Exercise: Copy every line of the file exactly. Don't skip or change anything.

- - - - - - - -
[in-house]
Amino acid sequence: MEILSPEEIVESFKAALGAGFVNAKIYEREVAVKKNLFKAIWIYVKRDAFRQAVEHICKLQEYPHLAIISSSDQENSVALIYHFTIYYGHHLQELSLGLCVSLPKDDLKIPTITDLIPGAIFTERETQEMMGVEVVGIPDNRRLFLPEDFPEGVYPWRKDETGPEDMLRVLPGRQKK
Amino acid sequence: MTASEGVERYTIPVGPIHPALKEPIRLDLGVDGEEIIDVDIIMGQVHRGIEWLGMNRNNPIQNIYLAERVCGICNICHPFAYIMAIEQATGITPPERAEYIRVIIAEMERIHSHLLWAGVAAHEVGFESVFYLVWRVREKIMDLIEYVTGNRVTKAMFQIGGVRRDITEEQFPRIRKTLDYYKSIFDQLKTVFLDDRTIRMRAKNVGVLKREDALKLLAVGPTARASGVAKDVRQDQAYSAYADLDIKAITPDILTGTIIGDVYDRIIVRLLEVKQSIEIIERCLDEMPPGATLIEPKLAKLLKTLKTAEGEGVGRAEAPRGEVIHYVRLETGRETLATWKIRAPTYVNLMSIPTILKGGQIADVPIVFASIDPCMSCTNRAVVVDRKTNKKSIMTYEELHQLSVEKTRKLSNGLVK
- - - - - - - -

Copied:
[in-house]
Amino acid sequence: MEILSPEEIVESFKAALGAGFVNAKIYEREVAVKKNLFKAIWIYVKRDAFRQAVEHICKLQEYPHLAIISSSDQENSVALIYHFTIYYGHHLQELSLGLCVSLPKDDLKIPTITDLIPGAIFTERETQEMMGVEVVGIPDNRRLFLPEDFPEGVYPWRKDETGPEDMLRVLPGRQKK
Amino acid sequence: MTASEGVERYTIPVGPIHPALKEPIRLDLGVDGEEIIDVDIIMGQVHRGIEWLGMNRNNPIQNIYLAERVCGICNICHPFAYIMAIEQATGITPPERAEYIRVIIAEMERIHSHLLWAGVAAHEVGFESVFYLVWRVREKIMDLIEYVTGNRVTKAMFQIGGVRRDITEEQFPRIRKTLDYYKSIFDQLKTVFLDDRTIRMRAKNVGVLKREDALKLLAVGPTARASGVAKDVRQDQAYSAYADLDIKAITPDILTGTIIGDVYDRIIVRLLEVKQSIEIIERCLDEMPPGATLIEPKLAKLLKTLKTAEGEGVGRAEAPRGEVIHYVRLETGRETLATWKIRAPTYVNLMSIPTILKGGQIADVPIVFASIDPCMSCTNRAVVVDRKTNKKSIMTYEELHQLSVEKTRKLSNGLVK